Why Watch Sports? Fans Get a Self-Esteem Boost, Study Finds
TUESDAY, March 12, 2019 (HealthDay News) -- When your favorite college team wins the big game, it can boost your self-esteem for days -- especially if you watch the game with others, a new study suggests.
Researchers assessed 174 students from Ohio State (OSU) and Michigan State (MSU) universities before and after a key 2015 football game. Michigan State, then ranked No. 9, beat No. 3 OSU on a field-goal as time expired.
Before the game on Saturday, fans from both schools had similar levels of self-esteem when asked to rate their body, appearance, academic ability and other measures. But two days after the faceoff, elated MSU students were riding high, while disappointed OSU fans' self-esteem saw little change.
Researchers said how and if the students saw the matchup was key.
Fans from both schools who watched the game with others had the highest average self-esteem the day after, followed by those who didn't watch. Those who watched alone had the lowest self-esteem score on Sunday.
However, win or lose, when fans from both schools returned to classes on Monday, those who watched -- whether alone or with friends -- had greater self-esteem, according to the study recently published in the journal Communication & Sport.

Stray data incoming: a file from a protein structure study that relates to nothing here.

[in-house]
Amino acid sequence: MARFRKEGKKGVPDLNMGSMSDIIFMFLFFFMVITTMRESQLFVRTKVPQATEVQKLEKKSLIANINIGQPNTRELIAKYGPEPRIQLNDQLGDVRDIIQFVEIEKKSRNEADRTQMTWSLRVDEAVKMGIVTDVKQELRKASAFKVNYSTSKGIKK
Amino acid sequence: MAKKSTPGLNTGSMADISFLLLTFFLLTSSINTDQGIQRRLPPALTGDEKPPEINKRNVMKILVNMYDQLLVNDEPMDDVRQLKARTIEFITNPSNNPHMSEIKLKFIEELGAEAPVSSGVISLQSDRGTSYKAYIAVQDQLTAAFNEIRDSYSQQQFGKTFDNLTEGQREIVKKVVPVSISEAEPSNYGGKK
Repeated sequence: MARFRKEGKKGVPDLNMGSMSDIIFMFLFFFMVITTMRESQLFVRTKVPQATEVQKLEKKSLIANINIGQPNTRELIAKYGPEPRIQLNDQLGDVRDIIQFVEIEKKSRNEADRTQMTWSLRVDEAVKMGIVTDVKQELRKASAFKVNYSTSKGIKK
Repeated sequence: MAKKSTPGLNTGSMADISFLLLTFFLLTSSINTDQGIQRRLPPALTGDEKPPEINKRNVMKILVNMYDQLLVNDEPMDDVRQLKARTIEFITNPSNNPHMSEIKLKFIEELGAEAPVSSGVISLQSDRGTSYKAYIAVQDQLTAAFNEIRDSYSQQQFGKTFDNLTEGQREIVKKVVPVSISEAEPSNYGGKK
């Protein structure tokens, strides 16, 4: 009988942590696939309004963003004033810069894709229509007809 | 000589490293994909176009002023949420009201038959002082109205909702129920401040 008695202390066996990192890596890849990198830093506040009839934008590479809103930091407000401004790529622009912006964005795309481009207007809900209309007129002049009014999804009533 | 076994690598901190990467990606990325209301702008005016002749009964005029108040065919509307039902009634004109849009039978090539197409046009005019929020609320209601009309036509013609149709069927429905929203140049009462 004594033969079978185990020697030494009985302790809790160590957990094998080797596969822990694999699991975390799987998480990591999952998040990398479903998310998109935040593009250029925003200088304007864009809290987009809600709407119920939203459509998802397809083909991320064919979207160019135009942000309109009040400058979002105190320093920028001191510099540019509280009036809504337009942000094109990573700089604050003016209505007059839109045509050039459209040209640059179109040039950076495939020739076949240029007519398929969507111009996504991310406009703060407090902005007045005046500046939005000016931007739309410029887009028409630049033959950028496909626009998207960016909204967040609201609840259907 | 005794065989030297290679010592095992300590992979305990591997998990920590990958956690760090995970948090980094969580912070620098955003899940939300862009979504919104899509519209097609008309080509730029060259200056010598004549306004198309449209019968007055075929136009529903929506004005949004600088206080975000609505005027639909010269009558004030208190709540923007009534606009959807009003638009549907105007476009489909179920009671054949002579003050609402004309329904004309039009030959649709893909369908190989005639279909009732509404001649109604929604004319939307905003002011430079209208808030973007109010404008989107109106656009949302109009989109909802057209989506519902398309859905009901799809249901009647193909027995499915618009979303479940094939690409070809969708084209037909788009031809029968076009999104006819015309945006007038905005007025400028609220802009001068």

"The game was probably an important topic of conversation on campus the following Monday, and that boosted the self-esteem of those who watched it and could talk about it and share the joy or pain," study co-author Silvia Knobloch-Westerwick, a professor of communication at OSU, said in a university news release.
By Monday, students who missed the game scored even lower on self-esteem than those who watched the game alone.
"People who didn't watch couldn't participate in the conversations, which probably led to a loss of self-esteem," Knobloch-Westerwick said.
Overall, the results show that fans enjoy watching games because of the boost they get from supporting the winning team, and that watching a game is most rewarding when you do so with friends, she said.
"You want to be in this with other people. Winning or losing, it is better to be a fan with your friends," Knobloch-Westerwick said.
For more on sports fans, go to Psychology Today.
SOURCE: Ohio State University, news release, Feb. 20, 2019